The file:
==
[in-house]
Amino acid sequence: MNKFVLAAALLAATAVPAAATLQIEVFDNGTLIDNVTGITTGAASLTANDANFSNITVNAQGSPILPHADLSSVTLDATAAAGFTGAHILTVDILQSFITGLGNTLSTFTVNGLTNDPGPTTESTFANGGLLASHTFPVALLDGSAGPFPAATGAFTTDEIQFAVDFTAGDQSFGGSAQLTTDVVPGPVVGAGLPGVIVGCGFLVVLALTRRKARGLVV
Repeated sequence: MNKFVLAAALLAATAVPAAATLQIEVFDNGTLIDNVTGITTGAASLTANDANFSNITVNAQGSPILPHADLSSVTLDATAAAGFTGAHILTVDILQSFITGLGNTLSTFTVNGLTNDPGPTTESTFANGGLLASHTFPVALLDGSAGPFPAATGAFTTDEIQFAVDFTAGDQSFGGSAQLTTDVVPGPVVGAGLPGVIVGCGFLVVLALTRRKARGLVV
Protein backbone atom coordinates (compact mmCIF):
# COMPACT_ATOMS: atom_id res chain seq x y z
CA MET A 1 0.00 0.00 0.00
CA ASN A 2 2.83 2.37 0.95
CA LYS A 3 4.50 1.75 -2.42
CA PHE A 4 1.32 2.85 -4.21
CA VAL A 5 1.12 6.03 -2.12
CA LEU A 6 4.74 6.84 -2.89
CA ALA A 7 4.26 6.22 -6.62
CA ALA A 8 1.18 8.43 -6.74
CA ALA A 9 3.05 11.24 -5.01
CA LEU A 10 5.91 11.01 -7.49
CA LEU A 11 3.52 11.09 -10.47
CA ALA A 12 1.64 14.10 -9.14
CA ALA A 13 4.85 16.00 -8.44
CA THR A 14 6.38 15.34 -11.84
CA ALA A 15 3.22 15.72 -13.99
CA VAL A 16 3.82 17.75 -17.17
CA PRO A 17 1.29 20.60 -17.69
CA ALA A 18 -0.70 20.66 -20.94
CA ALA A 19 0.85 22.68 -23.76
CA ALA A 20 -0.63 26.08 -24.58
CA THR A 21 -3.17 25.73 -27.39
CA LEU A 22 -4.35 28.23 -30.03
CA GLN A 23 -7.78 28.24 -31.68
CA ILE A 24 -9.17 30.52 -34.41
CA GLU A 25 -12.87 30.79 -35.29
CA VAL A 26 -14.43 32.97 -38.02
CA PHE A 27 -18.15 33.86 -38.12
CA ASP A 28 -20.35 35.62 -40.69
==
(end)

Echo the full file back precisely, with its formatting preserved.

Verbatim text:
[in-house]
Amino acid sequence: MNKFVLAAALLAATAVPAAATLQIEVFDNGTLIDNVTGITTGAASLTANDANFSNITVNAQGSPILPHADLSSVTLDATAAAGFTGAHILTVDILQSFITGLGNTLSTFTVNGLTNDPGPTTESTFANGGLLASHTFPVALLDGSAGPFPAATGAFTTDEIQFAVDFTAGDQSFGGSAQLTTDVVPGPVVGAGLPGVIVGCGFLVVLALTRRKARGLVV
Repeated sequence: MNKFVLAAALLAATAVPAAATLQIEVFDNGTLIDNVTGITTGAASLTANDANFSNITVNAQGSPILPHADLSSVTLDATAAAGFTGAHILTVDILQSFITGLGNTLSTFTVNGLTNDPGPTTESTFANGGLLASHTFPVALLDGSAGPFPAATGAFTTDEIQFAVDFTAGDQSFGGSAQLTTDVVPGPVVGAGLPGVIVGCGFLVVLALTRRKARGLVV
Protein backbone atom coordinates (compact mmCIF):
# COMPACT_ATOMS: atom_id res chain seq x y z
CA MET A 1 0.00 0.00 0.00
CA ASN A 2 2.83 2.37 0.95
CA LYS A 3 4.50 1.75 -2.42
CA PHE A 4 1.32 2.85 -4.21
CA VAL A 5 1.12 6.03 -2.12
CA LEU A 6 4.74 6.84 -2.89
CA ALA A 7 4.26 6.22 -6.62
CA ALA A 8 1.18 8.43 -6.74
CA ALA A 9 3.05 11.24 -5.01
CA LEU A 10 5.91 11.01 -7.49
CA LEU A 11 3.52 11.09 -10.47
CA ALA A 12 1.64 14.10 -9.14
CA ALA A 13 4.85 16.00 -8.44
CA THR A 14 6.38 15.34 -11.84
CA ALA A 15 3.22 15.72 -13.99
CA VAL A 16 3.82 17.75 -17.17
CA PRO A 17 1.29 20.60 -17.69
CA ALA A 18 -0.70 20.66 -20.94
CA ALA A 19 0.85 22.68 -23.76
CA ALA A 20 -0.63 26.08 -24.58
CA THR A 21 -3.17 25.73 -27.39
CA LEU A 22 -4.35 28.23 -30.03
CA GLN A 23 -7.78 28.24 -31.68
CA ILE A 24 -9.17 30.52 -34.41
CA GLU A 25 -12.87 30.79 -35.29
CA VAL A 26 -14.43 32.97 -38.02
CA PHE A 27 -18.15 33.86 -38.12
CA ASP A 28 -20.35 35.62 -40.69